Health Sciences Professor, Alumnus Participate in 437 Project for Suicide Awareness
The 12 runners, part of a group called The 437 Project, is made up of community leaders, including Whitney Lucas Molitor, an assistant professor of occupational therapy in the USD School of Health Sciences, and Benson Langat, School of Health Sciences 2014 and 2020 alumnus. Proceeds go to the Helpline Center in Sioux Falls, the only accredited suicide crisis center in South Dakota.
On Thursday, Sept. 22, runners will depart from Belle Fourche to begin the 437-mile relay-style journey. Runners will connect with communities as they raise funds and awareness for this initiative, finishing at the Levitt at the Falls in Sioux Falls on Sunday, Sept. 25.
Lucas Molitor’s work focuses on health and wellness promotion, chronic disease prevention and social determinants of health. “Mental health is an important and sometimes underdressed area of health,” said Lucas Molitor. “Because being mentally well can be improved when physical health is optimal, this project was a great way to advocate for and highlight the importance of mental health for people across the lifespan. It becomes important to recognize when shifts in physical and mental wellness occur and to be equipped to seek support when necessary to better manage health. The 437 Project aligns with this work and is a great fit with what I do professionally.”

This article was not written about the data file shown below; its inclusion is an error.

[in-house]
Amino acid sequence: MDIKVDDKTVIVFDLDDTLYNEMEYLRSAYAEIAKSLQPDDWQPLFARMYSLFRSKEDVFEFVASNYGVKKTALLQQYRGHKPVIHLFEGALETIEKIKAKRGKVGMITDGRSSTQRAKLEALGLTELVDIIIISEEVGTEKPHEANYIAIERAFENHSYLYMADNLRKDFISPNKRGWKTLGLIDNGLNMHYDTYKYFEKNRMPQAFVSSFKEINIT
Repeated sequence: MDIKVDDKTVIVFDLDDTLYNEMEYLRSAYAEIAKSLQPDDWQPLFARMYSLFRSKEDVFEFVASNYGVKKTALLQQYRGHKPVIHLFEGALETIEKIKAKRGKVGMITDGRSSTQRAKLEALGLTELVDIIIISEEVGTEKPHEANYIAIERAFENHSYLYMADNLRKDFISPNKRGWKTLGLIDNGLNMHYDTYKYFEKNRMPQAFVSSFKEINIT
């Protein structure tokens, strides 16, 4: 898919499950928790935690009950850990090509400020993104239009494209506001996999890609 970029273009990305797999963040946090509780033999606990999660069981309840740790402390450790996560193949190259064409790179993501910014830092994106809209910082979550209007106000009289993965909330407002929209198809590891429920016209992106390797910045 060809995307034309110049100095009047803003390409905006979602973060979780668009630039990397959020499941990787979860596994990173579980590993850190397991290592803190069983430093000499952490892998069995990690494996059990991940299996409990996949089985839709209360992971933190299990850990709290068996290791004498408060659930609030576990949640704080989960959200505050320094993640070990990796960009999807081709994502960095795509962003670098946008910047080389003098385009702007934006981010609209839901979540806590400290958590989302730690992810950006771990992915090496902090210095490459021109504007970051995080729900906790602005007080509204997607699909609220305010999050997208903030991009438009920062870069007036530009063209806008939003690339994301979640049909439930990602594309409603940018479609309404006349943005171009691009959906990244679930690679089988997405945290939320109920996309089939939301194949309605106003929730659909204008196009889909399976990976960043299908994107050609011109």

Langat echoed those sentiments, saying, “As a social worker, I know that physical activity can play an essential role in mental well-being and relieve symptoms of mental health conditions like depression and anxiety. While the physical health benefits of exercise are frequently discussed, the link between exercise and mental health is often overlooked. As a runner, I have seen the benefits running has brought to my mental health. I choose to be part of The 437 Project to bring awareness to mental health.”
Suicide is a national public health issue and data shows rates are disproportionately higher among Native communities. The mission of the USD School of Health Sciences embraces service to South Dakotans as well as to Native populations in the state.
Donations may be made to Text4Hope, the HelpLine Center’s crisis hotline, by scanning the QR code. For more information, visit www.the437project.org.